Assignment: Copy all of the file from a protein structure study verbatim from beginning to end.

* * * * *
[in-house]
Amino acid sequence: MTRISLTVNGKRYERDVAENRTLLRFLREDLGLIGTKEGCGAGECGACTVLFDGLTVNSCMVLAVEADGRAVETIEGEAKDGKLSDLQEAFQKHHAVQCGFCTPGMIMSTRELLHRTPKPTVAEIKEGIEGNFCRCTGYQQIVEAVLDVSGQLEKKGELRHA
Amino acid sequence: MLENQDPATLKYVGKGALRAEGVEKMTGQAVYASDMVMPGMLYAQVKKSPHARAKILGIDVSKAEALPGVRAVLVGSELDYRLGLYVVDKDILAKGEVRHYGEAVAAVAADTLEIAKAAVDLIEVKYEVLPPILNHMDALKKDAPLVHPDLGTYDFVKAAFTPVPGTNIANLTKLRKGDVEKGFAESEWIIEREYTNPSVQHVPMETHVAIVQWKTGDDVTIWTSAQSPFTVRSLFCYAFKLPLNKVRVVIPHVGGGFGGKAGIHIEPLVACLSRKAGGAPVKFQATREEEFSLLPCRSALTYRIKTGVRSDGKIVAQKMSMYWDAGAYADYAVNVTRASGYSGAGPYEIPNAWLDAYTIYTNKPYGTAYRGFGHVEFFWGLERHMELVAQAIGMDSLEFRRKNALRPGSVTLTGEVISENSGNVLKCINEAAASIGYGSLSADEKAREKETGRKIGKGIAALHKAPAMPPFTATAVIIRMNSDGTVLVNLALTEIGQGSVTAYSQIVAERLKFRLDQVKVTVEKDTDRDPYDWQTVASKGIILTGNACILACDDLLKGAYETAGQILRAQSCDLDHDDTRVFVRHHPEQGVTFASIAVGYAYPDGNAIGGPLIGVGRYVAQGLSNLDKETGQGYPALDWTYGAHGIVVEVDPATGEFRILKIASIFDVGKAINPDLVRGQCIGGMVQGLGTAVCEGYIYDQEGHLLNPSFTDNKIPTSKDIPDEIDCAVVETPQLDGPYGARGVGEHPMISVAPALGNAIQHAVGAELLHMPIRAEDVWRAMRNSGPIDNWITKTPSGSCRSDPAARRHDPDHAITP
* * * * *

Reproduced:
[in-house]
Amino acid sequence: MTRISLTVNGKRYERDVAENRTLLRFLREDLGLIGTKEGCGAGECGACTVLFDGLTVNSCMVLAVEADGRAVETIEGEAKDGKLSDLQEAFQKHHAVQCGFCTPGMIMSTRELLHRTPKPTVAEIKEGIEGNFCRCTGYQQIVEAVLDVSGQLEKKGELRHA
Amino acid sequence: MLENQDPATLKYVGKGALRAEGVEKMTGQAVYASDMVMPGMLYAQVKKSPHARAKILGIDVSKAEALPGVRAVLVGSELDYRLGLYVVDKDILAKGEVRHYGEAVAAVAADTLEIAKAAVDLIEVKYEVLPPILNHMDALKKDAPLVHPDLGTYDFVKAAFTPVPGTNIANLTKLRKGDVEKGFAESEWIIEREYTNPSVQHVPMETHVAIVQWKTGDDVTIWTSAQSPFTVRSLFCYAFKLPLNKVRVVIPHVGGGFGGKAGIHIEPLVACLSRKAGGAPVKFQATREEEFSLLPCRSALTYRIKTGVRSDGKIVAQKMSMYWDAGAYADYAVNVTRASGYSGAGPYEIPNAWLDAYTIYTNKPYGTAYRGFGHVEFFWGLERHMELVAQAIGMDSLEFRRKNALRPGSVTLTGEVISENSGNVLKCINEAAASIGYGSLSADEKAREKETGRKIGKGIAALHKAPAMPPFTATAVIIRMNSDGTVLVNLALTEIGQGSVTAYSQIVAERLKFRLDQVKVTVEKDTDRDPYDWQTVASKGIILTGNACILACDDLLKGAYETAGQILRAQSCDLDHDDTRVFVRHHPEQGVTFASIAVGYAYPDGNAIGGPLIGVGRYVAQGLSNLDKETGQGYPALDWTYGAHGIVVEVDPATGEFRILKIASIFDVGKAINPDLVRGQCIGGMVQGLGTAVCEGYIYDQEGHLLNPSFTDNKIPTSKDIPDEIDCAVVETPQLDGPYGARGVGEHPMISVAPALGNAIQHAVGAELLHMPIRAEDVWRAMRNSGPIDNWITKTPSGSCRSDPAARRHDPDHAITP